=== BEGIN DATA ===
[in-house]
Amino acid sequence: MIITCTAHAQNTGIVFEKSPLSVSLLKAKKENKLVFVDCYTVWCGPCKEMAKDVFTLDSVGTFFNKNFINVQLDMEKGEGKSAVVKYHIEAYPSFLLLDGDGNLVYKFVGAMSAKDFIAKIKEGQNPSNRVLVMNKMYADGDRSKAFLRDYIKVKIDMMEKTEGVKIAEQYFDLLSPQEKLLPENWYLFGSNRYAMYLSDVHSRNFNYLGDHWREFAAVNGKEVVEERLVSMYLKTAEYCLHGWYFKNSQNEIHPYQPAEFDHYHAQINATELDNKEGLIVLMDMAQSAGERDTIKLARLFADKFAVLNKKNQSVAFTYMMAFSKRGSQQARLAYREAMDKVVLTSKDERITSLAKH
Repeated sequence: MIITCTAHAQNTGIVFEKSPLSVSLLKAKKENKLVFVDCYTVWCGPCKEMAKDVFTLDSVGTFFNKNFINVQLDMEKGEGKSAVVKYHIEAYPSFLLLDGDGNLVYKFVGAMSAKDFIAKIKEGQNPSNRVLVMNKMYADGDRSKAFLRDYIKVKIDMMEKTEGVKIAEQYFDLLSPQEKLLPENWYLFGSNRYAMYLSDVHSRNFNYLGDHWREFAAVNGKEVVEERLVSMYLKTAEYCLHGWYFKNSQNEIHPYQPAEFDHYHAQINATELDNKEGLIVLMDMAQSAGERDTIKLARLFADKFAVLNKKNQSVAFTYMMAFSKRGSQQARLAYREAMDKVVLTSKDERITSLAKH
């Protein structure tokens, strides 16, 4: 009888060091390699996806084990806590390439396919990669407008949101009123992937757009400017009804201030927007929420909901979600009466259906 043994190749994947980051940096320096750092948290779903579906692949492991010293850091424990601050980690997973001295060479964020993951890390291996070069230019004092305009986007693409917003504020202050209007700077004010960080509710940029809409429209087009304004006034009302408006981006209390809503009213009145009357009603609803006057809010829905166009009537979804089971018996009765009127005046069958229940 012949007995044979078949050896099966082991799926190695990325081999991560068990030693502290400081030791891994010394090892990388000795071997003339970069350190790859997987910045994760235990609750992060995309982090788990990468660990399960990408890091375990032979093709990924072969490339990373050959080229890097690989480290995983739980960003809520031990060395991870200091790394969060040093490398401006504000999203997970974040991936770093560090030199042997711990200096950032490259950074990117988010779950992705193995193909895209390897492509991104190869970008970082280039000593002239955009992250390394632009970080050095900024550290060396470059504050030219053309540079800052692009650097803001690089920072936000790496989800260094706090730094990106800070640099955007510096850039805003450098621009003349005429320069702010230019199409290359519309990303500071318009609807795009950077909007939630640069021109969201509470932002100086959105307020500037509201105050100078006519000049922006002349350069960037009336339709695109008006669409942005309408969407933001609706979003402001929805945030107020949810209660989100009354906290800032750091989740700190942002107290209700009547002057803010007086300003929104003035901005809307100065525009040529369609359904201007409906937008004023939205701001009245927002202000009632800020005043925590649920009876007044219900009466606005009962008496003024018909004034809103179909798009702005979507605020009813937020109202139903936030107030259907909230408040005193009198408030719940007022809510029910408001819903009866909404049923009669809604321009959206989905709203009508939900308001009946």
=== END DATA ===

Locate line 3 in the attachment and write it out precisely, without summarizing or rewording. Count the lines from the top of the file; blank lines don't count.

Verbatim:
Repeated sequence: MIITCTAHAQNTGIVFEKSPLSVSLLKAKKENKLVFVDCYTVWCGPCKEMAKDVFTLDSVGTFFNKNFINVQLDMEKGEGKSAVVKYHIEAYPSFLLLDGDGNLVYKFVGAMSAKDFIAKIKEGQNPSNRVLVMNKMYADGDRSKAFLRDYIKVKIDMMEKTEGVKIAEQYFDLLSPQEKLLPENWYLFGSNRYAMYLSDVHSRNFNYLGDHWREFAAVNGKEVVEERLVSMYLKTAEYCLHGWYFKNSQNEIHPYQPAEFDHYHAQINATELDNKEGLIVLMDMAQSAGERDTIKLARLFADKFAVLNKKNQSVAFTYMMAFSKRGSQQARLAYREAMDKVVLTSKDERITSLAKH